When the perpetrator of the crime is a person in a subordinate role, the corporate will be criminally liable if it can be proved that they failed in their obligation to direct and control the subordinate subject.

      Does the offence have extra territorial effect?
      • The offences apply to Italian nationals who commit offences overseas when:

        • the offender is within Italian territory
        • the offence is punishable by Italian law by a minimum of three years’ imprisonment, and
        • the offence was committed to the detriment of the EC or a foreign country

        at the request of the Minister of Justice and where extradition has not been requested/granted.

        The offences also apply to non-nationals who commit offences overseas when:

        the offender is within Italian territory,

        the offence is committed to the detriment of the Italian state or an Italian national and is punishable by a minimum of one year imprisonment (at the request of the Minister of Justice or the victim), and

        the offence is committed to the detriment of the EC or a foreign country and is punishable by at least three years’ imprisonment

        at the request of the Minister of Justice and extradition has not been requested/granted.

        With regard to corporate criminal liability, foreign companies can be prosecuted pursuant to L.D. 231/2001 (corporate criminal liability) for crimes committed within Italian territory, even if their registered office is not in Italy. Foreign companies are subject to Italian law and statutes when carrying on business within the Italian territory.

        Italian companies can be held liable for certain crimes committed abroad, provided that the State where the crime has occurred has not begun criminal proceedings on the same grounds.

      Are there any exceptions or defences?
      • No specific exceptions or defences are provided for individual criminal liability.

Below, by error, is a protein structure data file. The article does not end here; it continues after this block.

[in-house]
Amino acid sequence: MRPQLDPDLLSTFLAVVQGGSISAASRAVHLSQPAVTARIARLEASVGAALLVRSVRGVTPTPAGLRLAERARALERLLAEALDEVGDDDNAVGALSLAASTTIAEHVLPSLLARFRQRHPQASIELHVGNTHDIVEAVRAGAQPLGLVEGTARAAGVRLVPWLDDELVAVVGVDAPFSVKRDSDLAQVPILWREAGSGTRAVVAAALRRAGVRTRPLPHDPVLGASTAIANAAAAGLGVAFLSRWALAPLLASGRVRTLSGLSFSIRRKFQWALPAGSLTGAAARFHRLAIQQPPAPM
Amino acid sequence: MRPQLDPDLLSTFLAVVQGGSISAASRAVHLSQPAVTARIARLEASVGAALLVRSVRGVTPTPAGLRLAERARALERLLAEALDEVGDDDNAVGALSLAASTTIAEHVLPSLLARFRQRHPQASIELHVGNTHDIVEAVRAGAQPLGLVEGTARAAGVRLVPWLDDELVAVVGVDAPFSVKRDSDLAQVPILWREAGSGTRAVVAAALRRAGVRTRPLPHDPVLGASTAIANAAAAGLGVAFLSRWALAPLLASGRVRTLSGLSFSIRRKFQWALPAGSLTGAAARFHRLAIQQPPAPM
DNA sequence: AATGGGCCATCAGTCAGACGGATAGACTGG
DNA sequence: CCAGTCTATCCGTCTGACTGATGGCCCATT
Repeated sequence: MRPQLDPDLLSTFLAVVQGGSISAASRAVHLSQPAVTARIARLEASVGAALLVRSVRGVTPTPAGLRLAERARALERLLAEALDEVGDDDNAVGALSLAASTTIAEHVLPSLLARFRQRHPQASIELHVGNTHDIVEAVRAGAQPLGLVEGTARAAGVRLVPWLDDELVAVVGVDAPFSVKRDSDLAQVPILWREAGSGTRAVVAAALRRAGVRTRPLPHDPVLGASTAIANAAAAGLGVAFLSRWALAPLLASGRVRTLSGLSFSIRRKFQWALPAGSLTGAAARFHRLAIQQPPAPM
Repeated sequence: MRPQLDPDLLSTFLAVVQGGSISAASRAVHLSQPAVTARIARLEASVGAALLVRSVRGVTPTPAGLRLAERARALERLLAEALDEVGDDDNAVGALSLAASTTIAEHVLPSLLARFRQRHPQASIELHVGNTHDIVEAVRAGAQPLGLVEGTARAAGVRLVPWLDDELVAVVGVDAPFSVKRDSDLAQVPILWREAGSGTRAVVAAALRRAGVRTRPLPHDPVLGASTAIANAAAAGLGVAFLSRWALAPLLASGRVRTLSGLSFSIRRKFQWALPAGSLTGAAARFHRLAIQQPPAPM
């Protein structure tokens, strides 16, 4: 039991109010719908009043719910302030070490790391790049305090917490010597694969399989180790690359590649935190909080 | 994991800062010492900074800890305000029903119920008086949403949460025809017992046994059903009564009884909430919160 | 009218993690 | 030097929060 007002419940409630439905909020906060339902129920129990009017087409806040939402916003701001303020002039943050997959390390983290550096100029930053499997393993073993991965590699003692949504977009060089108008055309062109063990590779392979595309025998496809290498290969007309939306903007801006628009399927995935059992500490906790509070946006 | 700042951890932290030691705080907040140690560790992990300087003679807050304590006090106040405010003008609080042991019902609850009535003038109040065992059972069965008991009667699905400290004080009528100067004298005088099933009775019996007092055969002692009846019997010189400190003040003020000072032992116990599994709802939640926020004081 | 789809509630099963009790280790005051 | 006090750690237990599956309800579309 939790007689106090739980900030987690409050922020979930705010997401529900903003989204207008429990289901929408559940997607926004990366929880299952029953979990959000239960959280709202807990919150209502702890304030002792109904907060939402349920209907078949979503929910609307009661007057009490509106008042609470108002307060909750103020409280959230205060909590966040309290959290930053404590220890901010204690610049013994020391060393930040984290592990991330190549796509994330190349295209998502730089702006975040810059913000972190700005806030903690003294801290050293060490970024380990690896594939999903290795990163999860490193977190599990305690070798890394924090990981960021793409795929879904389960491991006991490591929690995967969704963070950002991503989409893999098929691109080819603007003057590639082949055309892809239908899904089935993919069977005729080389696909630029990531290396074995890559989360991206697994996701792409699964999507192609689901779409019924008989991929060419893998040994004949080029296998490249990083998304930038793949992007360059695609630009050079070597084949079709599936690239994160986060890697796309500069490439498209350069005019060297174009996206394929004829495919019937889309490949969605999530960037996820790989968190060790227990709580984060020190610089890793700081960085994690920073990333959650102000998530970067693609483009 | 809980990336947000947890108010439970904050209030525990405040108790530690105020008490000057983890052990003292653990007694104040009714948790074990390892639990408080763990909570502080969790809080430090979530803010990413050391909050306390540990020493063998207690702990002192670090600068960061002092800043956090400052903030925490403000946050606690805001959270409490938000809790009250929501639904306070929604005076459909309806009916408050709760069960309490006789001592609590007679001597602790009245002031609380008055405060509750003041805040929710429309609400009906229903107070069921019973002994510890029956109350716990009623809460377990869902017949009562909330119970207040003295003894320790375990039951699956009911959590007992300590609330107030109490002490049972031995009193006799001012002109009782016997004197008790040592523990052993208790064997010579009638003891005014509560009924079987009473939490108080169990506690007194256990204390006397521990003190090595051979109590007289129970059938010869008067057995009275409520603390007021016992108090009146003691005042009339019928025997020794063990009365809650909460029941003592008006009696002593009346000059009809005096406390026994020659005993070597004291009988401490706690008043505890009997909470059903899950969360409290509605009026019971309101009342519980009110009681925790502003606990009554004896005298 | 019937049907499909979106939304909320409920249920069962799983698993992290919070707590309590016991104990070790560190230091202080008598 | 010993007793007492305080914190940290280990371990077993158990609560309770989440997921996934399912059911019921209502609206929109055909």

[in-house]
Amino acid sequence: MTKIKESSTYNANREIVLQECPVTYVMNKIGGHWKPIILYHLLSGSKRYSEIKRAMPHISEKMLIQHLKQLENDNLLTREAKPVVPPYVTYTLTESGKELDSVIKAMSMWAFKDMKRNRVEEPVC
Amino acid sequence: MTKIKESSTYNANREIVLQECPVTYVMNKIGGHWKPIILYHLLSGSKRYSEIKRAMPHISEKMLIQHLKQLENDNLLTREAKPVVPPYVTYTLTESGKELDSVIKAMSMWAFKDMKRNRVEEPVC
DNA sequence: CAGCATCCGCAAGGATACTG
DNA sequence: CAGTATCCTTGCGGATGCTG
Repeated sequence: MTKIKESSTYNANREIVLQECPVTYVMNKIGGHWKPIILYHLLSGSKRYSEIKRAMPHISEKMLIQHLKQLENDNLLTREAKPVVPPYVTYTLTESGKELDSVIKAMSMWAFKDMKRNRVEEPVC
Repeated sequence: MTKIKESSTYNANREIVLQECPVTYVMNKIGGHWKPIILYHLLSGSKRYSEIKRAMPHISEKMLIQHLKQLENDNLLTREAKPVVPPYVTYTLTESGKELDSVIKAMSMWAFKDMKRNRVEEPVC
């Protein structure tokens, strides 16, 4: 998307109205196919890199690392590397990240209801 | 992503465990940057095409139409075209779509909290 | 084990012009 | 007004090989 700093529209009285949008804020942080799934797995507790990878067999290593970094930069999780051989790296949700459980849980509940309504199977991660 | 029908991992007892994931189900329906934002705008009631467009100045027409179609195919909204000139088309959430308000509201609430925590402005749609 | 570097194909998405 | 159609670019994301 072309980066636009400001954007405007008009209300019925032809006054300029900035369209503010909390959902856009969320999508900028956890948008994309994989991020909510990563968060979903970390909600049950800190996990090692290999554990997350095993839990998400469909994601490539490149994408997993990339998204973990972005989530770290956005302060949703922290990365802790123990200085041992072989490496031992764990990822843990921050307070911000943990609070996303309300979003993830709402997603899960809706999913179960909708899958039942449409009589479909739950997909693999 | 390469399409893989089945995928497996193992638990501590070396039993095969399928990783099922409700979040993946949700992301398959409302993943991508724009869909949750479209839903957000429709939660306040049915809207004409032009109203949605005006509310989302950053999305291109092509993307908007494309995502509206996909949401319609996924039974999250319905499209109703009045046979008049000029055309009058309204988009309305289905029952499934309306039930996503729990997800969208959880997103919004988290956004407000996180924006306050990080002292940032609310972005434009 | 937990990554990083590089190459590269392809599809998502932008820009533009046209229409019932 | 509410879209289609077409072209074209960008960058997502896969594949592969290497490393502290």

With reference to corporate criminal liability, when the perpetrator of the crime is a person holding a top managerial role, the company will be criminally liable unless the company has adopted a suitable organisational and management model aimed at preventing the commission of the crime (ie has a compliance programme in place). The burden of proof is on the company to demonstrate that the crime has been committed by the relevant person circumventing the preventive measures put in place.

      What are the penalties?
      • Individual liability:

        the crime of bribery committed in the private sector (Article 2635) is punishable by between one and three years’ imprisonment,

        the crime of inducement to commit perjury or not to testify is punishable by between two and six years’ imprisonment,

        promising or offering an undue advantage to participants of public biddings and auctions is punishable by up to two years’ imprisonment and a fine of between €103 and €1,032,

        promising or offering an undue advantage to a manager, director, auditor or member of an auditing company to omit or delay an act in breach of that office is punishable by up to three years’ imprisonment, and

        promising or offering an undue agreement with creditors of bankrupted companies is punishable by between one and five years’ imprisonment.

        Corporate liability:

        the offence of bribery committed win the private sector (Article 2635) is punishable under L.D. 231/2001 by a fine raging between € 51.600.00 and € 619,600.00,

        the offence of inducement to commit perjury or not to testify is punishable under L.D. 231/2001 by a maximum fine of €774,500.00.

        Penalties are doubled when the same offence is committed by corporates whose securities are listed on the Italian or an EU Stock Exchange or are widely distributed among the public1.


        1. As provided by the Financial Act no. 58 of February 24, 1998.

      This document (and any information accessed through links in this document) is provided for information purposes only and does not constitute legal advice. Professional legal advice should be obtained before taking or refraining from any action as a result of the contents of this document.